The ice cream I made was from David Lebovitz's The Perfect Scoop. I just got a new ice cream maker, and I wanted to make something really different for the challenge. I ended up going with a pear-caramel ice cream, which was easy to make and really delicious. The texture was smooth and both the pear and caramel flavors came through very well.
I topped off the whole thing with Sherry Yard's creamy caramel sauce. This caramel sauce is tangy, creamy, and absolutely delicious! I love her recipes because they are very precise and always come out perfectly. The sauce complemented the chocolate cake and the pear-caramel ice cream very well. Just use a big pot to make it so that when the cream is added, the hot caramel doesn't bubble up over everything.
Flourless Chocolate Cake (adapted from Chef Wan)
Makes 3 muffin-sized cakes
91 grams milk chocolate
29 grams unsalted butter
1 large egg, separated
1. Preheat the oven to 375 degrees. Put chocolate and butter in a heatproof bowl and set over a pan of simmering water, stirring often, until the chocolate and butter are melted.
2. Set aside the butter and chocolate to cool. Spray three muffin cups with oil.
3. Place the egg white in one medium bowl and the egg yolk in another bowl. Whip the egg whites until stiff peaks are formed, being careful not to overmix.
4. With the same beater, beat the egg yolks together briefly to combine.
6. Add the egg yolks to the cooled chocolate and mix to combine.
7. Fold 1/3 of the egg whites into the chocolate mixture to lighten, and then carefully fold in the remaining egg whites until no streaks remain, being careful not to deflate the batter.
8. Divide the batter among the three muffin cups and carefully fill the remaining cups in the pan with about 1/2 inch of water. Place the muffin pan on a larger baking sheet and then put into the oven.
9. Bake until an instant read thermometer reads 140 degrees.
Pear-Caramel Ice Cream (adapted from The Perfect Scoop by David Lebovitz)
Makes a little under 1 pint
1 1/2 largish ripe pears, peeled and cored
90 grams (7 T) sugar
1 cup heavy cream
A few drops of freshly squeezed lemon juice
1. Dice the pears into 1/4-inch pieces. Set aside.
2. Pour the sugar into a large, deep saucepan. Shake the pan to distribute it evenly. Brush down any sugar crystals on the sides of the pan with a wet pastry brush.
3. Place the saucepan over medium heat, swirling the pan occasionally to keep the sugar from burning. Do not stir. Occasionally, brush down and sugar crystals on the sides of the pan. When the caramel is a deep amber, carefully stir in the pear pieces. The caramel will seize up and harden, but just keep stirring and it will eventually melt again. Cook the pears for about 10 minutes, until cooked through.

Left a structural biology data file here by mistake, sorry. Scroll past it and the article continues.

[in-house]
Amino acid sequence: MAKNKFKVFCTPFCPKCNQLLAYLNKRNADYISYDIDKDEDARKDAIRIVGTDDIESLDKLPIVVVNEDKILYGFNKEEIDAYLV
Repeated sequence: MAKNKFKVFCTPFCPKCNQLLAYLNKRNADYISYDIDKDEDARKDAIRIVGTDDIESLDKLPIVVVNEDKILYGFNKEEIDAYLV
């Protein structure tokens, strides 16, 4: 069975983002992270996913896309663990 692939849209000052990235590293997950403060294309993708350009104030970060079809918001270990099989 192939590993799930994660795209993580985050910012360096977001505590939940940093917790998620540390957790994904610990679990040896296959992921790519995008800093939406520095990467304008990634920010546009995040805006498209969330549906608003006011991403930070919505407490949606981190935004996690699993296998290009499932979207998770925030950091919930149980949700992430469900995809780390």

4. Remove the pan from the heat and stir in a splash of the cream, being very careful as the caramel may bubble up. Stir in the rest of the cream, along with the salt and lemon juice.
5. Let the mixture cool completely to room temperature, and then puree in a blender until smooth. Force through a strainer into a bowl with a pouring spout. You may want to strain the mixture twice to get it extra smooth.
6. Chill the mixture in the refrigerator until it is completely cooled. Freeze it according to the instructions for your ice cream maker.
Creamy Caramel Sauce (from The Secrets of Bakingby Sherry Yard)
1/4 cup water
1 cup sugar
2 T light corn syrup
1/2 cup heavy cream, heated to 100 degrees
1/4 cup full fat sour cream
1 T sugar
1/2 tsp fresh lemon juice
Pinch of salt
1. Wash and dry your hands. Combine the water, 1 cup sugar, and corn syrup in a large saucepan. Stir them together with your fingers, making sure no lumps of dry sugar remain. Brush down the inside of the pan with a little water.
2. Cover the saucepan and place over medium heat for 4 minutes. Then, remove the lid, increase heat to high, and bring to a boil. Do not stir. The mixture should be very bubbly. When sugar crystals appear on the side of the pan, brush them down with a clean, wet pastry brush.
3. The bubbles should get larger as the sugar cooks. When the temperature reaches 300 degrees on an instant read thermometer, reduce heat to medium to slow the cooking process. Continue cooking until the caramel reaches 350 degrees, and then remove from the heat and let sit 1 minute, or until the bubbles have subsided.
4. Add the cream very carefully as it will bubble vigorously. Whisk to combine. Vigorously whisk in the sour cream, sugar, lemon juice, and salt. The sauce is tasty warm or cooled, and can be stored in the refrigerator for up to one month.
The February 2009 challenge is hosted by Wendy of WMPE's blog and Dharm of Dad ~ Baker & Chef. We have chosen a Chocolate Valentino cake by Chef Wan; a Vanilla Ice Cream recipe from Dharm and a Vanilla Ice Cream recipe from Wendy as the challenge.